No sheet music, no bass, no problem

Krista Kroiss, Beat Editor

Many musicians that play traditional music will stare at you blankly if you take away their sheet music. A member of Jazz Band, however, will play on just fine without its guidance.
“Something that makes jazz really special is that it’s a tradition that’s largely based a lot on improvisation,” Jazz Band teacher Jared Tanner said. “This is something that’s not really done in a lot of traditional music classes taught in schools.”
Improvisation is when a musician adds his or her style into a piece by creating solos within a certain key on-the-spot. Practicing improvision teaches students to play by ear, which is an important skill when playing music in college and professionally.
Because most traditional music schools teach based on sheet music, music students are trained to follow the sheet music and have little opportunity to add their own creativity to the song.
“There’s a lot of room for students to be creative and make their own musical choices, partially because of the nature of the music and partially because the class is small,” Tanner said. “The ensemble typically has 25 people at the most and right now there’s only 18.”
Besides an unusually small class size, this year’s jazz band also has no bass player. Although this may seem like an obstacle, Jazz Band is adapting well to the missing role.
“At Liberty, we haven’t, in my time, ever had a perfectly filled jazz band,” Tanner said. “We don’t have a bass player this year, so some of the piano players are rotating and playing bass parts.”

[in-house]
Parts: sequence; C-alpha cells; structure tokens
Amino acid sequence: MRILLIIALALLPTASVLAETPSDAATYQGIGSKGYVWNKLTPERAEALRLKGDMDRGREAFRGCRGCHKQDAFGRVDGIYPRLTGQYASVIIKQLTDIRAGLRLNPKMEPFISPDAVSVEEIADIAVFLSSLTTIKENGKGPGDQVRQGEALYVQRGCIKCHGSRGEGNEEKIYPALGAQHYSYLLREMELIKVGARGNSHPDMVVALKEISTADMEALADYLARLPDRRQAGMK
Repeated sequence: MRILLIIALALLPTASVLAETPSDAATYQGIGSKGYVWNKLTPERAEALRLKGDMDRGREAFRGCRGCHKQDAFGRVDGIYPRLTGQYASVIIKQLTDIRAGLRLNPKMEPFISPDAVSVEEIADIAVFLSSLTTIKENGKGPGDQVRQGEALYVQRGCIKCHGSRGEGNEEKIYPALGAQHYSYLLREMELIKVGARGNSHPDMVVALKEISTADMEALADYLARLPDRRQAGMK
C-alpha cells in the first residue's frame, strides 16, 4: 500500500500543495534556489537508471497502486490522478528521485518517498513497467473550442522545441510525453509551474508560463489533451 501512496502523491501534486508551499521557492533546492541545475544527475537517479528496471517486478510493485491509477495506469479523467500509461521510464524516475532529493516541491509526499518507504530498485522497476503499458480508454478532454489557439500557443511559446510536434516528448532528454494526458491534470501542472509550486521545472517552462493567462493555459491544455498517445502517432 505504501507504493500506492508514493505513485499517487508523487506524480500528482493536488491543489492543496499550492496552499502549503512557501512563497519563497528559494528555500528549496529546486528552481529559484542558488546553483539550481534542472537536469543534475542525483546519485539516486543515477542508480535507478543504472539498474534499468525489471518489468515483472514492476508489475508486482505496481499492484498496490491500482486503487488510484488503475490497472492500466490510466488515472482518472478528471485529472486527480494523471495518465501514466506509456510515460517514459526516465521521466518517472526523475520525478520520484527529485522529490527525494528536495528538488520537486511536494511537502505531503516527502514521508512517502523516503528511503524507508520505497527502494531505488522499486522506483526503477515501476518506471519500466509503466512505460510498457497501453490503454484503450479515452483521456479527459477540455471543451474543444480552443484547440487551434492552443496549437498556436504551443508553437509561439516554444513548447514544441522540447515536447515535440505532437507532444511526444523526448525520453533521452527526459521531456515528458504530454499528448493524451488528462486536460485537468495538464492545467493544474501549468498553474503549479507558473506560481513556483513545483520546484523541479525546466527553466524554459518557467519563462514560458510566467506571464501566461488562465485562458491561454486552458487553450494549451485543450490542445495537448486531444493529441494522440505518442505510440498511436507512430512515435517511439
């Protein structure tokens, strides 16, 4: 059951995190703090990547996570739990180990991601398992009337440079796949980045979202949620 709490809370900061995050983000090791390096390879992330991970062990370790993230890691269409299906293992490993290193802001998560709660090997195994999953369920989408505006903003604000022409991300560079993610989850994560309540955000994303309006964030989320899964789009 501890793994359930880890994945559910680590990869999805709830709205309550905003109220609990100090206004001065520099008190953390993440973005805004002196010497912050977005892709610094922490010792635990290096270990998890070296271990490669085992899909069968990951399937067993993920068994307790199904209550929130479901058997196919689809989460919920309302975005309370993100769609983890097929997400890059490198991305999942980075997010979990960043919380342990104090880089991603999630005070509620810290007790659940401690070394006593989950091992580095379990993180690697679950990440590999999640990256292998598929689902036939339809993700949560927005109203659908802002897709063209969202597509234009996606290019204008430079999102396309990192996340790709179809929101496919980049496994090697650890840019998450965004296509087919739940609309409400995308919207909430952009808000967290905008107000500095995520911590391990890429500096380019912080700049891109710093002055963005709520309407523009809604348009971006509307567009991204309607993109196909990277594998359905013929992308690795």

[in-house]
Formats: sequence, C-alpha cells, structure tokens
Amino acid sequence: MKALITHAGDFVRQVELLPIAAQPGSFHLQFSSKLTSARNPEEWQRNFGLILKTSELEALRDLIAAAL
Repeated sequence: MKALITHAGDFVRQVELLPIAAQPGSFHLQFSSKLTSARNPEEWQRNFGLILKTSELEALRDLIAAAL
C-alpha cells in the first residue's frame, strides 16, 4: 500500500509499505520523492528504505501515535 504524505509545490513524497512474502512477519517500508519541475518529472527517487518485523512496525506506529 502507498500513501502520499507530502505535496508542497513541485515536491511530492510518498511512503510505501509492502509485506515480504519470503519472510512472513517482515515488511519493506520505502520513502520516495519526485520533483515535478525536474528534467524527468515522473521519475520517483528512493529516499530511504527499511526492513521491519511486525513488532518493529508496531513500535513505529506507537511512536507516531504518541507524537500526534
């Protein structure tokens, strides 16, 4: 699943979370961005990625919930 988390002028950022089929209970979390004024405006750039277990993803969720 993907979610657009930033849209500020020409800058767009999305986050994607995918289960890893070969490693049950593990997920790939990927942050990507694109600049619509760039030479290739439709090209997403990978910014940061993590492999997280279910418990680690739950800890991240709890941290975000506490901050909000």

In addition to the extra piano player, Jazz Band is also filling the role of the bass with a tuba player. Having a tuba player is useful for playing New Orleans style music, where it is common for the tuba to play bass parts.
Overall, the Jazz Band musicians are looking to improve their general musicianship and enjoy the music they play.
“I want my jazz students to continually become more complete musicians,” Tanner said, “where they can arrange, figure it out by ear, sight read, and play in a way that’s really enjoyable without anybody else.”
With these goals in mind, Jazz Band is a place that challenges musicians in an enjoyable environment.
“It has such a great atmosphere and everyone in it is so passionate about music,” senior Alex Hartford said.“For someone who is passionate about music, it is exactly what I need.”